Reading Borne by Jeff VanderMeer
Tuesday, November 20th, 2018
Sunday, October 7th, 2018
Reading A Thread Across The Ocean by John Steele Gordon.
Saturday, September 29th, 2018
Reading New York 2140 by Kim Stanley Robinson.
Sunday, September 16th, 2018
Reading The Power by Naomi Alderman.
Wednesday, September 12th, 2018
Reading Programmed Inequality by Marie Hicks.
Sunday, September 2nd, 2018
I finally got around to reading Sapiens by Yuval Noah Harari. It’s one of those books that I kept hearing about from smart people whose opinions I respect. But I have to say, my reaction to the book reminded me of when I read Matt Ridley’s The Rational Optimist:
It was an exasperating read.
At first, I found the book to be a rollicking good read. It told the sweep of history in an engaging way, backed up with footnotes and references to prime sources. But then the author transitions from relaying facts to taking flights of fancy without making any distinction between the two (the only “tell” is that the references dry up).
Just as Matt Ridley had personal bugbears that interrupted the flow of The Rational Optimist, Yuval Noah Harari has fixated on some ideas that make a mess of the narrative arc of Sapiens. In particular, he believes that the agricultural revolution was, as he describes it, “history’s biggest fraud.” In the absence of any recorded evidence for this, he instead provides idyllic descriptions of the hunter-gatherer lifestyle that have as much foundation in reality as the paleo diet.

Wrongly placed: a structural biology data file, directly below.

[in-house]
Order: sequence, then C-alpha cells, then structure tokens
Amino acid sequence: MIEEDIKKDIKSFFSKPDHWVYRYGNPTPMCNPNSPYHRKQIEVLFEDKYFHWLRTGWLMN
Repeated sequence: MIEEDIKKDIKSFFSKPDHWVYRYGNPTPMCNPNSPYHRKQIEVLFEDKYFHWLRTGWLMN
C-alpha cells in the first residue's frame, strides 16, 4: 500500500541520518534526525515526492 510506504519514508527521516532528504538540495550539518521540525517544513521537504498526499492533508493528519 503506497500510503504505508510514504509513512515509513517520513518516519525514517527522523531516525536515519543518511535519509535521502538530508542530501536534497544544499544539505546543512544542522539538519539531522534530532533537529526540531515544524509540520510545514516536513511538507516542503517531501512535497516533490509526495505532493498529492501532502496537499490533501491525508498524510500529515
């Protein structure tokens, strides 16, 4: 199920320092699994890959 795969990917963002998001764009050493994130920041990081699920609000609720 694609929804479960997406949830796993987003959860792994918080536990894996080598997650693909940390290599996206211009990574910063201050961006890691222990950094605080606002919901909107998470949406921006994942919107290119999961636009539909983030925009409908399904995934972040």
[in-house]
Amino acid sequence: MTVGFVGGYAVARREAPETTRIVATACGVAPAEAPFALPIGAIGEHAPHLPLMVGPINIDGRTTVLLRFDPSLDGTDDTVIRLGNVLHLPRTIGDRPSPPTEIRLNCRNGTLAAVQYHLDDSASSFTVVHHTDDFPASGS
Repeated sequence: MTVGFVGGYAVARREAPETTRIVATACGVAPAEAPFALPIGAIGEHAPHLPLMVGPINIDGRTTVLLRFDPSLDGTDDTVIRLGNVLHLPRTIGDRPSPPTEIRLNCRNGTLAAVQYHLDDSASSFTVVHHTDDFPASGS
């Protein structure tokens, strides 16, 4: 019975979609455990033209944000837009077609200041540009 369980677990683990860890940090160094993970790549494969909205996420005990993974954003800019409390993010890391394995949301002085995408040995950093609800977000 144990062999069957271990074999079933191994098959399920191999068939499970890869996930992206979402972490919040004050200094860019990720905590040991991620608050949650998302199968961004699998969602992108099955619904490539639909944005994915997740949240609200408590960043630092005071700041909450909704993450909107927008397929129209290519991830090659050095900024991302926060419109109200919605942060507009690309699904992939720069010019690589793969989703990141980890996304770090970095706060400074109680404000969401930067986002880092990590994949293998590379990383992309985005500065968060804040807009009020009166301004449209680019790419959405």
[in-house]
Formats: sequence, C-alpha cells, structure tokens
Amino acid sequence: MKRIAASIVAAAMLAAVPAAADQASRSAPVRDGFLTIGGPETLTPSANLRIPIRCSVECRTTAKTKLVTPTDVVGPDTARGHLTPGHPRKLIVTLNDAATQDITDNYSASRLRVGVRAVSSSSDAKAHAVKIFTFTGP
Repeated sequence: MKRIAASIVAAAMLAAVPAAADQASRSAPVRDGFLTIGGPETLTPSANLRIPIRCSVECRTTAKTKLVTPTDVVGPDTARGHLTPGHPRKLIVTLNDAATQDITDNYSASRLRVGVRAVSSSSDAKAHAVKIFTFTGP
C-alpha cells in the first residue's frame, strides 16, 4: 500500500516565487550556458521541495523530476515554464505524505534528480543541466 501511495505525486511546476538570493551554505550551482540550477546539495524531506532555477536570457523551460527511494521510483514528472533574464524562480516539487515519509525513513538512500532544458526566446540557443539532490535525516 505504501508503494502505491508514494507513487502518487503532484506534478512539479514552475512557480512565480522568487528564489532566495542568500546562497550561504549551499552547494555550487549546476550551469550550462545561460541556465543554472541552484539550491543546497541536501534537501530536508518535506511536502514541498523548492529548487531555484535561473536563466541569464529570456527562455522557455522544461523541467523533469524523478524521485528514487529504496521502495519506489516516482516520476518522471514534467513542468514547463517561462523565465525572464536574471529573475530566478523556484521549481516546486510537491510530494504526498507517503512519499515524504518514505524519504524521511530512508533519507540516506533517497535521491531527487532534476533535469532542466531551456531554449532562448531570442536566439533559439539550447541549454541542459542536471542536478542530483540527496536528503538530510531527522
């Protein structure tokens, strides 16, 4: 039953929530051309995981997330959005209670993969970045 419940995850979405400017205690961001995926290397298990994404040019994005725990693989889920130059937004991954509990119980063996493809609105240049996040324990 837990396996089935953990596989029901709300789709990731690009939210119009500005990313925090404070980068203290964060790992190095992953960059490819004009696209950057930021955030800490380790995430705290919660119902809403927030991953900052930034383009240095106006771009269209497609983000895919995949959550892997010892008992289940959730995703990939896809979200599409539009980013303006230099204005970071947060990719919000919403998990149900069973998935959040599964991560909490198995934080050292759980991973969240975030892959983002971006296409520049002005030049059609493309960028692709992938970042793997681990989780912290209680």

When the book avoids that particular historical conspiracy theory, it fares better. But even then, the author seems to think he’s providing genuinely new insights into matters of religion, economics, and purpose, when in fact, he’s repeating the kind of “college thoughts” that have been voiced by anyone who’s ever smoked a spliff.